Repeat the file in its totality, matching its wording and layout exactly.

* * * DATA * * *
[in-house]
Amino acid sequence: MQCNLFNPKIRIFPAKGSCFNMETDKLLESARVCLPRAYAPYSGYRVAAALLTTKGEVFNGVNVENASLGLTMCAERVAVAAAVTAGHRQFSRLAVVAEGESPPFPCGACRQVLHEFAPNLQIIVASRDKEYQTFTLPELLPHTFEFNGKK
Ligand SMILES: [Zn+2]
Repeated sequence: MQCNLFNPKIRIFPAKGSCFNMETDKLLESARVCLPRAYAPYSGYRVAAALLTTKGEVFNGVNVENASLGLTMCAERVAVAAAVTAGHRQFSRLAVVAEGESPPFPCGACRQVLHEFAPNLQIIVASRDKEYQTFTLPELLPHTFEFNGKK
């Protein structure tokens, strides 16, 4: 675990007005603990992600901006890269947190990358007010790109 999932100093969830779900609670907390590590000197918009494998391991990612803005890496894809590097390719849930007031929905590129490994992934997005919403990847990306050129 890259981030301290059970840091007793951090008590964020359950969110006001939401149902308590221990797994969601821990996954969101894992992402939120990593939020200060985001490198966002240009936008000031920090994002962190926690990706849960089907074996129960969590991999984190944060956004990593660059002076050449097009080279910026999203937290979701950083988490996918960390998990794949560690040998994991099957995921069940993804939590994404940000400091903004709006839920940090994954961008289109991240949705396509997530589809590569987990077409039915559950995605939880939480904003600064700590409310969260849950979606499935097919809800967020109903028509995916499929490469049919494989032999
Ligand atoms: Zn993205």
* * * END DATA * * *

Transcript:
[in-house]
Amino acid sequence: MQCNLFNPKIRIFPAKGSCFNMETDKLLESARVCLPRAYAPYSGYRVAAALLTTKGEVFNGVNVENASLGLTMCAERVAVAAAVTAGHRQFSRLAVVAEGESPPFPCGACRQVLHEFAPNLQIIVASRDKEYQTFTLPELLPHTFEFNGKK
Ligand SMILES: [Zn+2]
Repeated sequence: MQCNLFNPKIRIFPAKGSCFNMETDKLLESARVCLPRAYAPYSGYRVAAALLTTKGEVFNGVNVENASLGLTMCAERVAVAAAVTAGHRQFSRLAVVAEGESPPFPCGACRQVLHEFAPNLQIIVASRDKEYQTFTLPELLPHTFEFNGKK
């Protein structure tokens, strides 16, 4: 675990007005603990992600901006890269947190990358007010790109 999932100093969830779900609670907390590590000197918009494998391991990612803005890496894809590097390719849930007031929905590129490994992934997005919403990847990306050129 890259981030301290059970840091007793951090008590964020359950969110006001939401149902308590221990797994969601821990996954969101894992992402939120990593939020200060985001490198966002240009936008000031920090994002962190926690990706849960089907074996129960969590991999984190944060956004990593660059002076050449097009080279910026999203937290979701950083988490996918960390998990794949560690040998994991099957995921069940993804939590994404940000400091903004709006839920940090994954961008289109991240949705396509997530589809590569987990077409039915559950995605939880939480904003600064700590409310969260849950979606499935097919809800967020109903028509995916499929490469049919494989032999
Ligand atoms: Zn993205």